Ava DuVernay Reflects on Queen Sugar’s Impact

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Photo: National Portrait of a Nation (Getty Images)

If you’ve been an OG fan of OWN’s Queen Sugar, you’re probably heartbroken like us about the quickly approaching series finale. Since 2016 we have followed the lives of the Bordelon siblings: Nova (Rutina Wesley), Charley (Dawn-Lyen Gardner), and Ralph Angel (Kofi Siriboe) as they fought over ownership of their 800-acre Louisiana family farm.

As we sit on the edge of our seats and possibly shed a few tears in anticipation of the conclusion, creator and producer: Ava DuVernay is ready to close this chapter. “I’m proud of 7 seasons and being able to leave on my own accord, we weren’t canceled, we weren’t let go. It was just me saying that I don’t have any more stories. You know, they’re done. It’s a feeling of completion. That’s why I don’t feel sad, I feel satisfied because we did it, and we did it our way.”

The Root sat down with the famed director at the Smithsonian’s National Portrait Gallery 2022. The event awarded seven individuals: José Andrés, Clive Davis, Duvernay, Marian Wright Edelman, Serena Williams, Venus Williams, and Dr. Fauci with the Portrait of a Nation Award for transforming the history and culture of the United States.

DuVernay’s resumé is proof that she understands intricate and gorgeous storytelling. During Queen Sugar’s run, the show mirrored the societal issues that the Black community was facing at the time … from police brutality to inequality in the justice system. “I hope that we look back on Queen Sugar years from now and it’s a time capsule for Black American life at this time because we had so many issues,” she said.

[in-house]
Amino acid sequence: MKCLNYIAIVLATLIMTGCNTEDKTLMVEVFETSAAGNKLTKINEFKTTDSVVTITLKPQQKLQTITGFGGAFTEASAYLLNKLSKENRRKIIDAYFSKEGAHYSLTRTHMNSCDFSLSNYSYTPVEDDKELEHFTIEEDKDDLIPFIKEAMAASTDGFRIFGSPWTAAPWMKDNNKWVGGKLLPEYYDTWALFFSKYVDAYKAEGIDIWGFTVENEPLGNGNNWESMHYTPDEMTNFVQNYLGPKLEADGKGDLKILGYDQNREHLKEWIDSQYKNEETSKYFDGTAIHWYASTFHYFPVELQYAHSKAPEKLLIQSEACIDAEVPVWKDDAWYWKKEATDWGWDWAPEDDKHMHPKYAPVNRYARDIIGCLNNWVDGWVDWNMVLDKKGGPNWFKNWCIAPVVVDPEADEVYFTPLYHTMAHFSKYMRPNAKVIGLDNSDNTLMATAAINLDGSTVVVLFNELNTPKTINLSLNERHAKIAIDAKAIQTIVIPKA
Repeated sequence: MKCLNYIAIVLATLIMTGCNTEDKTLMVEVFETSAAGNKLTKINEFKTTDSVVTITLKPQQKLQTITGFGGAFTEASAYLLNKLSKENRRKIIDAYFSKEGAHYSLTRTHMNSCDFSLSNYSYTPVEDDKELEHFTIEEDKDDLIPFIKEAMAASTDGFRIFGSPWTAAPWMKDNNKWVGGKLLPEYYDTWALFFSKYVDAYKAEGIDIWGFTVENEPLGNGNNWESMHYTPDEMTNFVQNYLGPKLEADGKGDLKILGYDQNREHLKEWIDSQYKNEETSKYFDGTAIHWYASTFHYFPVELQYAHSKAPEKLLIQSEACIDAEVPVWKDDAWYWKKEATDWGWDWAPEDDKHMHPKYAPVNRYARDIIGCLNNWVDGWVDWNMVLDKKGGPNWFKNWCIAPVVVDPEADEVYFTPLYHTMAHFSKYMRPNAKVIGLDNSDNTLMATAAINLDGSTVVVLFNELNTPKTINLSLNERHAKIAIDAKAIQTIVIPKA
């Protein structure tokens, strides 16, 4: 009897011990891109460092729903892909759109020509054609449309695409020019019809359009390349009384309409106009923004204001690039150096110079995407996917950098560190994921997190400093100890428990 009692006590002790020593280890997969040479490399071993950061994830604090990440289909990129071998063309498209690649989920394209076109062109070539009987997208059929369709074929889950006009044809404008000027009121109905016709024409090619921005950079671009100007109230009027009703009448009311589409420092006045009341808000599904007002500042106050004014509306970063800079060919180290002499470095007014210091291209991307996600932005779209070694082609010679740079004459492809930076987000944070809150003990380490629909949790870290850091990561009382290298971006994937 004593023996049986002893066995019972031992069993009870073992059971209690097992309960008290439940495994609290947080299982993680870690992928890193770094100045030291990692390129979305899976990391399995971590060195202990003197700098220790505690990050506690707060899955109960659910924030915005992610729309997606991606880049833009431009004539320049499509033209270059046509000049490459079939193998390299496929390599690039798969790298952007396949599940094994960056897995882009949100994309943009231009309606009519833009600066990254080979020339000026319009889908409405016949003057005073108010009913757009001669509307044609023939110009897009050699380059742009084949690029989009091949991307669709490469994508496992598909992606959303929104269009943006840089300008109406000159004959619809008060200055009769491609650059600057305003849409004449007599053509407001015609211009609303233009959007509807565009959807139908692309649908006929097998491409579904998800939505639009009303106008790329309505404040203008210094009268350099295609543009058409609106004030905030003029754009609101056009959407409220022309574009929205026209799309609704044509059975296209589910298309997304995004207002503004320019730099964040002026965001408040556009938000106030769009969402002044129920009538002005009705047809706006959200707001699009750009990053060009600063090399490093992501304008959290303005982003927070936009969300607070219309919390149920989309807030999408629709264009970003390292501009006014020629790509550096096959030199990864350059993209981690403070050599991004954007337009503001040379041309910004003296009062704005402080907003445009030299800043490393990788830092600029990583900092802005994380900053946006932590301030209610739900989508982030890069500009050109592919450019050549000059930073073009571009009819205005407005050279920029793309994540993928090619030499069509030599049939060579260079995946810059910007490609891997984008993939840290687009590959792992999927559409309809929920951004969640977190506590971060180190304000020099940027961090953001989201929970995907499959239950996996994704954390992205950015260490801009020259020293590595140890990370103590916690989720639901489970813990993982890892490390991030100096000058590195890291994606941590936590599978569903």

Queen Sugar was not only phenomenal on television but behind the scenes provided opportunities for women to shine in television production. Post George Floyd’s death in May 2020, businesses across all industries promised their commitment to diversity.

When asked if the film industry is seeing more or less commitment to diversity, DuVernay didn’t hesitate, explaining: “Less. Yeah, it’s all kind of backsliding from commitments that were made during that time. It’s to be expected and we have to soldier forward.”

Despite the broken promises starting in 2020, DuVernay was ahead of the times, making it her mission since 2016 to make Queen Sugar an all-women-directed series. Seven seasons later, over 40 women have directed episodes of the show, a feat that is unheard of in the industry. “I’m proud of the women directors, all woman directors this whole run, people said it couldn’t be done. It can be done and it does matter, we made a difference.”

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